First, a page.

This article originally appeared on medpagetoday.com

Cancer patients who participated in creative arts therapy derived significant clinical, psychological, and quality-of-life benefits, a meta-analysis of more than two dozen studies showed.

The analysis showed moderate-to-large improvements in pain and quality-of-life scores, and the effect on pain increased with follow-up. Creative arts therapy had modest effects on anxiety and depression, according to Matthew Herring, PhD, of the University of Alabama at Birmingham, and co-authors.


For most outcomes, the effect size decreased over time, they reported online in JAMA Internal Medicine.

“The cumulative evidence indicates that creative arts therapy can decrease symptoms of anxiety, depression, and pain and increase quality of life among cancer patients after treatment,” the authors concluded. “The effects are greatly diminished during follow-up. Future well-designed, randomized controlled trials are needed to address the methodological heterogeneity found within this field of research.”

Though a large proportion of adults report use of alternative medicine, creative arts therapy has received limited attention in the medical literature as compared with interventions such as supplements and mind-body therapies. Qualitative outcomes have predominated in studies of creative arts therapy, but recently research into the therapy’s effects has expanded to include disciplines such as neuropsychiatry, the authors noted.

Several literature reviews have suggested that creative arts therapy can improve cancer- and treatment-related symptoms both during and after cancer therapy. However, prior systematic reviews have neglected the potential psychological benefits of creative arts therapy. To address the gap in data and knowledge, Herring and colleagues reviewed randomized, controlled trials to assess the effects of creative arts therapy on psychological symptoms and quality of life in cancer patients.


Herring and colleagues extracted data on effect size, moderators, and study quality and calculated Hedges d (delta) effect sizes by comparing results of pre- and post-intervention assessments.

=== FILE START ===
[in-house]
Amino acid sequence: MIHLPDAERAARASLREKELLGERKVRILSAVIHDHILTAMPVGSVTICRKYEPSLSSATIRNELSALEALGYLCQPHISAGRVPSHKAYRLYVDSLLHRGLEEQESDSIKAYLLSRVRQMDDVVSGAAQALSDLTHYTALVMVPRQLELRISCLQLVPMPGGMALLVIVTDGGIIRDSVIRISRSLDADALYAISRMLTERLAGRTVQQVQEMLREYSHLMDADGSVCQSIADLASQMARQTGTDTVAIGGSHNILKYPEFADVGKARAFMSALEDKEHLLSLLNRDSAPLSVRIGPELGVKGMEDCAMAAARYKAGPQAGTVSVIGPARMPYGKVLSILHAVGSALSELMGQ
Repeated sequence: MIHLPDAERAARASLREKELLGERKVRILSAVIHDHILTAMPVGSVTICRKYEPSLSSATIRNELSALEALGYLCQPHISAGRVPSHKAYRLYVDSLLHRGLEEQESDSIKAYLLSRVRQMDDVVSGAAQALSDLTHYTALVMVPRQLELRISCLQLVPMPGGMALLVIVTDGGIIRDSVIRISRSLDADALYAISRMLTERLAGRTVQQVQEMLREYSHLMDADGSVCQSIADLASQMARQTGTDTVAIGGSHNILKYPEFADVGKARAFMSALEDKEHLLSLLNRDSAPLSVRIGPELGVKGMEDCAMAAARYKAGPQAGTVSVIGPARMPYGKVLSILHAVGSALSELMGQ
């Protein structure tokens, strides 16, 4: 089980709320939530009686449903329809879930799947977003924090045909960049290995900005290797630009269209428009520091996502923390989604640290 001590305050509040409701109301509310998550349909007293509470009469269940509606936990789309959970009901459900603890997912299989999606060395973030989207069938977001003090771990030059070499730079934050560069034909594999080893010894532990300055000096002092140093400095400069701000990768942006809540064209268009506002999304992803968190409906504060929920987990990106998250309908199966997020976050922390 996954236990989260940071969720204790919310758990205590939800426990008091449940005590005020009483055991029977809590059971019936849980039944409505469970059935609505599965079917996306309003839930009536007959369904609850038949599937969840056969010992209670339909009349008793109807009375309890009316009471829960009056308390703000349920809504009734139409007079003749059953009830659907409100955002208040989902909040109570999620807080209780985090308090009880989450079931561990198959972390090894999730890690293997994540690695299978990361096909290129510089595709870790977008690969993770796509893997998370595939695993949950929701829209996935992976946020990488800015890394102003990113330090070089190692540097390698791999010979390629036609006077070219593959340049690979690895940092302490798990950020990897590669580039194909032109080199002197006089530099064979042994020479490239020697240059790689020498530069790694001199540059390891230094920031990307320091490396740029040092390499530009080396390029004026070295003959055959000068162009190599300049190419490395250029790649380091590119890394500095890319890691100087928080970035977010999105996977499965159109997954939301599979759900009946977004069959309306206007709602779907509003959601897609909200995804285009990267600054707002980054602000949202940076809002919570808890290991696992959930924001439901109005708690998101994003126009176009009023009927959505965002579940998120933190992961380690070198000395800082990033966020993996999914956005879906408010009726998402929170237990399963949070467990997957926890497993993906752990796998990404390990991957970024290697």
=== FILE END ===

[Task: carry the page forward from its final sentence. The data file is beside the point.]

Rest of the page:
The final analysis comprised 27 clinical trials and 1,576 patients, two-thirds of whom had either breast cancer (44.2%) or hematologic malignancies (21.9%).

Creative arts therapy had the greatest impact on pain and quality of life. Collectively, the studies produced an effect size of 0.54 (P<0.001) for improvement in pain and 0.50 (P<0.001) for improvement in quality of life, each reflecting moderate to large effects by the statistical methods used.

Creative arts interventions led to relatively small, but statistically significant improvements in anxiety (delta=0.28, P=0.001) and depression (delta=0.23, P=0.01).

Fatigue did not change significantly in response to creative arts therapy (delta=0.16, P=0.12).


During follow-up after the interventions ended, pain was the only outcome that maintained a significant treatment effect (delta=0.59, P<0.001).

Analysis of factors that moderated effect size showed that the effect on anxiety was greatest when interventions were administered by nontherapists and when a waiting-list or usual-care comparison was used. The largest effects on pain occurred with inpatient treatment and among homogeneous outpatient groups. Investigators did not analyze moderators for depression or quality of life because effect size varied substantially across studies.

The authors acknowledged several limitations of the analysis, including lack of validated symptom assessments as well as lack of information about the interventions, appropriateness of comparisons, adherence, and medication use.

Creative arts therapy led to small or moderate overall effects on outcomes, authors of an editorial noted. The major contribution of the analysis was the investigation of potential moderators of treatment effect. However, the report lacked clarity that made the results difficult to interpret, said Joke Bradt, PhD, and Sheryl Goodill, PhD, of the College of Nursing and Health Professions at Drexel University in Philadelphia.

“Relying on the distinction of therapist present versus no therapist remains problematic when no definition of therapist is provided,” said Bradt and Goodill. “Furthermore, the authors did not provide information on which of the included studies were categorized as ‘therapist present’ or ‘no therapist present.’ This lack of transparency, in combination with the apparent definitional contradictions within the review, renders the findings based on that categorization potentially meaningless.”


“We recommend that future research teams conducting systematic reviews of creative arts therapies include a creative arts specialist to improve construct validity and ensure that included studies have proper adherence to professional standards for the provision of creative arts therapy services,” they added.

Buffalo, N.Y., creative arts therapist Katherine Trapanovski found more merit in the analysis.

“What the study showed me is that you are able to see across various art forms and treatments that the arts really do make a difference in terms of the quality of life patients have while they are receiving treatment and through recovery,” said Trapanovski, of the University at Buffalo and Roswell Park Cancer Institute, both in Buffalo, N.Y.

Herring and co-authors reported no conflicts of interest.

Bradt and Goodill reported no conflicts of interest.